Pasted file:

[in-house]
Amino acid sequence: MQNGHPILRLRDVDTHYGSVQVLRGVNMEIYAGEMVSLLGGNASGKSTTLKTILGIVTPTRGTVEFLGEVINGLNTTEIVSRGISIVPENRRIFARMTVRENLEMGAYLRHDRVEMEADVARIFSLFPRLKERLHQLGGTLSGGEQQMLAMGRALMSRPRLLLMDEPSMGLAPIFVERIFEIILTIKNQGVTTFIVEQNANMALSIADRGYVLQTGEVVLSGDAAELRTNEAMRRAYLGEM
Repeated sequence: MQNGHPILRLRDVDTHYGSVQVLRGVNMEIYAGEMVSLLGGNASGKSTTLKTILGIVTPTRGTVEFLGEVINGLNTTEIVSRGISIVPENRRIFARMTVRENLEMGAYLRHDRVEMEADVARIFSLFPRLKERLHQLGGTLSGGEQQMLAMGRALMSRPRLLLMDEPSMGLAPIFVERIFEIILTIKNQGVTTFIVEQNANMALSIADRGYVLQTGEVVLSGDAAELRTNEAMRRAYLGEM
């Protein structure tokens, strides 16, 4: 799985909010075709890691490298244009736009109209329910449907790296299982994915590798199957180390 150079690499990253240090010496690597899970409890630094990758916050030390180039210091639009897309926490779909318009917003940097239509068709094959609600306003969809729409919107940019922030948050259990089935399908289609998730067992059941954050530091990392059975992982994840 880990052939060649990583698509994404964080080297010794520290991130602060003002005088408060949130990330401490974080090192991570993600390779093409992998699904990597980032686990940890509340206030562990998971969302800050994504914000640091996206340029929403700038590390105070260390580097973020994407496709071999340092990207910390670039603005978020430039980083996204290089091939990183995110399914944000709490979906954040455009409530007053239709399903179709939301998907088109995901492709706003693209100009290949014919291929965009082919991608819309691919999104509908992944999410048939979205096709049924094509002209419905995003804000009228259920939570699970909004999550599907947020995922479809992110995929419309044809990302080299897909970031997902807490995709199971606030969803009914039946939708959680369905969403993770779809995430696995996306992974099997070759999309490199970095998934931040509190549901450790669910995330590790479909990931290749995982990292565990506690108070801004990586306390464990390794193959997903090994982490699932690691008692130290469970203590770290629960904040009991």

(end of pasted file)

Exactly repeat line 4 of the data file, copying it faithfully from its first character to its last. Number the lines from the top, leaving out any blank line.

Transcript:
């Protein structure tokens, strides 16, 4: 799985909010075709890691490298244009736009109209329910449907790296299982994915590798199957180390 150079690499990253240090010496690597899970409890630094990758916050030390180039210091639009897309926490779909318009917003940097239509068709094959609600306003969809729409919107940019922030948050259990089935399908289609998730067992059941954050530091990392059975992982994840 880990052939060649990583698509994404964080080297010794520290991130602060003002005088408060949130990330401490974080090192991570993600390779093409992998699904990597980032686990940890509340206030562990998971969302800050994504914000640091996206340029929403700038590390105070260390580097973020994407496709071999340092990207910390670039603005978020430039980083996204290089091939990183995110399914944000709490979906954040455009409530007053239709399903179709939301998907088109995901492709706003693209100009290949014919291929965009082919991608819309691919999104509908992944999410048939979205096709049924094509002209419905995003804000009228259920939570699970909004999550599907947020995922479809992110995929419309044809990302080299897909970031997902807490995709199971606030969803009914039946939708959680369905969403993770779809995430696995996306992974099997070759999309490199970095998934931040509190549901450790669910995330590790479909990931290749995982990292565990506690108070801004990586306390464990390794193959997903090994982490699932690691008692130290469970203590770290629960904040009991």